Column: Looking for New Forces

By Sean Carroll | November 4, 2011 1:00 pm

While my first column for Discover was on the multiverse, the second one is more down to Earth (as these things go): searching for new forces. Of course we are searching for new short-range forces at the Large Hadron Collider and in other particle-physics experiments, but here I’m talking about long-range “fifth forces.” While there are plausible motivations for searching for such forces, and the experimentalists have done an heroic job in constraining them, I argue that the most impressive thing is how we can say what forces are not out there — in particular, anything that would have any important effect on everyday life. There probably are more forces than we know about, but they’re only going to be of direct interest to physicists, I’m afraid. No tractor beams.

CATEGORIZED UNDER: Science, Top Posts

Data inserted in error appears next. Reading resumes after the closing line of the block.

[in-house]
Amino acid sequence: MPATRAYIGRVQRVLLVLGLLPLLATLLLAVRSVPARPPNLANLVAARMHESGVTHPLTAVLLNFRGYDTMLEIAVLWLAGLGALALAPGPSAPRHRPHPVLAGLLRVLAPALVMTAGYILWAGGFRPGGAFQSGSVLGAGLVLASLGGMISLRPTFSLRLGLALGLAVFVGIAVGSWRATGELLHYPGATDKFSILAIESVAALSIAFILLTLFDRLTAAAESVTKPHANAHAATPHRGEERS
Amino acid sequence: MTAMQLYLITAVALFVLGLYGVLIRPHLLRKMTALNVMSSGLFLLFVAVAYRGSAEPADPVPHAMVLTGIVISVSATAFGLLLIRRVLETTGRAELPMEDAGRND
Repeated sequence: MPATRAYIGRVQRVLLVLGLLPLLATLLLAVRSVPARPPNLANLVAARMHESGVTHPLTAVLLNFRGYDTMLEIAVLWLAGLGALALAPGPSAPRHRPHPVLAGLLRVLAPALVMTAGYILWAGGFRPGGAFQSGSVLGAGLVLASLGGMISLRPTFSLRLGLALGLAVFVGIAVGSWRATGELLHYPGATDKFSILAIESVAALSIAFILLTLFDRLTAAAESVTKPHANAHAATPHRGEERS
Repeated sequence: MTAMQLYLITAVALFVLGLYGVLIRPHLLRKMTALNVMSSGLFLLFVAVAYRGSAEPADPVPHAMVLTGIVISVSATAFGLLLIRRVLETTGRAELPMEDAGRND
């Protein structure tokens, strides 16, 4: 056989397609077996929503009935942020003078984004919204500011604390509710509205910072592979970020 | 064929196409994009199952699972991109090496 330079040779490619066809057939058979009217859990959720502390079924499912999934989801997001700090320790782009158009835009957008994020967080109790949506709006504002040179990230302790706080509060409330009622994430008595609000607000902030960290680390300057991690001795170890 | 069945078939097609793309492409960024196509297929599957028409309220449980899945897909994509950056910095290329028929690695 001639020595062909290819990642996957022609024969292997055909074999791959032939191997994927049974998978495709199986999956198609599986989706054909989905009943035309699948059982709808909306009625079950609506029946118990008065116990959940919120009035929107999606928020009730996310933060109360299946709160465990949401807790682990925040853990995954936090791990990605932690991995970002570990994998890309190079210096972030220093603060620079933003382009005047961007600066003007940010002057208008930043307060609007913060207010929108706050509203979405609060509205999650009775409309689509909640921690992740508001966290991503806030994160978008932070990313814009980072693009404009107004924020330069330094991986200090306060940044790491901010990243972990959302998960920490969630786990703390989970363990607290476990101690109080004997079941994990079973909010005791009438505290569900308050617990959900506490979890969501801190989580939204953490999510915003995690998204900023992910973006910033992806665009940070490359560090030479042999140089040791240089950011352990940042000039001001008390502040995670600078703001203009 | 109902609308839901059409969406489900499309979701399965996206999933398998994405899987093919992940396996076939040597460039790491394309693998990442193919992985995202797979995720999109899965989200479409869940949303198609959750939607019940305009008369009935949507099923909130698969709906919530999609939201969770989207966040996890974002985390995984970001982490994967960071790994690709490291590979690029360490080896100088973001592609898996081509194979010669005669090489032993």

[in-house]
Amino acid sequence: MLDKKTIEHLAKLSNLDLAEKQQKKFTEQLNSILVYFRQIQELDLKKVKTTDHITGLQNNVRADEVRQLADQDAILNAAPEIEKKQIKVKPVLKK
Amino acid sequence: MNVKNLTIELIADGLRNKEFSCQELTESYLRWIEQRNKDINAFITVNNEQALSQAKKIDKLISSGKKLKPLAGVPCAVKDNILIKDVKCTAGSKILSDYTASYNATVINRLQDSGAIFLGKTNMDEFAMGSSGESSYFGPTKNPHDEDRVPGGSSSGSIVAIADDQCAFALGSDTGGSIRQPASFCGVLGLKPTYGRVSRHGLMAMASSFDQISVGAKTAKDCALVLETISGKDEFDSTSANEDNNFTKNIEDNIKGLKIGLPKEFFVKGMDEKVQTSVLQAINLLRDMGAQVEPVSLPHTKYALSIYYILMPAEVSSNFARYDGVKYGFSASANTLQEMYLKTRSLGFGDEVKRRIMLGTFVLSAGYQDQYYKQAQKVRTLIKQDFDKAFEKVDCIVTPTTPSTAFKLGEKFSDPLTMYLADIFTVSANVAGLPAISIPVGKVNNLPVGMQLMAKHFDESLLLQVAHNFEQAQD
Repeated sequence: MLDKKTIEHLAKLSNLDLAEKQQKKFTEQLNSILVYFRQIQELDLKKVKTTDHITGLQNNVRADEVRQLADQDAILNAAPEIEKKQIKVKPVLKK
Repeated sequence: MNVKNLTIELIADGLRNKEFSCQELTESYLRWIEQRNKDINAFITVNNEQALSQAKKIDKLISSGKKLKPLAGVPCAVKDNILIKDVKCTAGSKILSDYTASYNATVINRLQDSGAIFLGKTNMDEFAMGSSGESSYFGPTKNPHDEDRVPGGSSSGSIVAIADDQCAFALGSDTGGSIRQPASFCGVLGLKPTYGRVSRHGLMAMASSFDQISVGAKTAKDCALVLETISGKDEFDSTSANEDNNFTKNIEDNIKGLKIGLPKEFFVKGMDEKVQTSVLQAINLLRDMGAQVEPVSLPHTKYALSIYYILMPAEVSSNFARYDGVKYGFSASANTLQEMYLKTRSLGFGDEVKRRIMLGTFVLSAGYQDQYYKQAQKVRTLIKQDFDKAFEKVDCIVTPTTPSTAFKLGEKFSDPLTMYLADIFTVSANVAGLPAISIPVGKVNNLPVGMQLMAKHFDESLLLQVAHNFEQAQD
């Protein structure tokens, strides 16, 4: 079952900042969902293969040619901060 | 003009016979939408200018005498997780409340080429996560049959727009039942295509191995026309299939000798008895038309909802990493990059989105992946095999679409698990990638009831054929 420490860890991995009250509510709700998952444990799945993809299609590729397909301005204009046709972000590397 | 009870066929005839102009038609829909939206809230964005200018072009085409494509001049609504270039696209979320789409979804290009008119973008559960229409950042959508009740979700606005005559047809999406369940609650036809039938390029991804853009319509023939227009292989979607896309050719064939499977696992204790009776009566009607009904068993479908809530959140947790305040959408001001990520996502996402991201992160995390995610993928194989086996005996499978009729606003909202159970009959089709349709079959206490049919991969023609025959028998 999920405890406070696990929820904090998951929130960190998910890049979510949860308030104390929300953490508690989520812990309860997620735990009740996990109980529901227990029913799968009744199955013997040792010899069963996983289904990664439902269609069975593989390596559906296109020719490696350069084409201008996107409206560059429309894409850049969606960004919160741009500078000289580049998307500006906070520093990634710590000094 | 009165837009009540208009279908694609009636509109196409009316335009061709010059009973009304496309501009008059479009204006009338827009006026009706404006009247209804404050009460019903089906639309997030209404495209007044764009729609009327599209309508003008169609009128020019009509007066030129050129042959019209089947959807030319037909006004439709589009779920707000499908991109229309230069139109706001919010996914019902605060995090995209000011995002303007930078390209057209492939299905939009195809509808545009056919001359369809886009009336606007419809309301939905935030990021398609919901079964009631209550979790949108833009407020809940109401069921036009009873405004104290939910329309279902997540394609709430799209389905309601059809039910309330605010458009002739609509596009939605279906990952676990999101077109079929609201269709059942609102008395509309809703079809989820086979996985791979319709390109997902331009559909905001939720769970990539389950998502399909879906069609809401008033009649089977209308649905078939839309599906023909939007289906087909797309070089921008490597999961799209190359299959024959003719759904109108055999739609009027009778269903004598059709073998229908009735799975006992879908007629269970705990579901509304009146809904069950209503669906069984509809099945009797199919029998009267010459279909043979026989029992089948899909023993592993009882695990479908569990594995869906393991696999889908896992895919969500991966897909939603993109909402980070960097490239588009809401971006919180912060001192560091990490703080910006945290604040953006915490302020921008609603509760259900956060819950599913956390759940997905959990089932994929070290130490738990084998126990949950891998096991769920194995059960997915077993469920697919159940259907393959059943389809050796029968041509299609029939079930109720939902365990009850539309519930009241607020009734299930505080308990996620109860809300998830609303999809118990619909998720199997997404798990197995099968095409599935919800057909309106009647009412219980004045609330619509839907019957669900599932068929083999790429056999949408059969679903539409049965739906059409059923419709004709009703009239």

ADVERTISEMENT
NEW ON DISCOVER
OPEN
CITIZEN SCIENCE
ADVERTISEMENT

Discover's Newsletter

Sign up to get the latest science news delivered weekly right to your inbox!

Cosmic Variance

Random samplings from a universe of ideas.

About Sean Carroll

Sean Carroll is a Senior Research Associate in the Department of Physics at the California Institute of Technology. His research interests include theoretical aspects of cosmology, field theory, and gravitation. His most recent book is The Particle at the End of the Universe, about the Large Hadron Collider and the search for the Higgs boson. Here are some of his favorite blog posts, home page, and email: carroll [at] cosmicvariance.com .

ADVERTISEMENT

See More

ADVERTISEMENT
Collapse bottom bar
+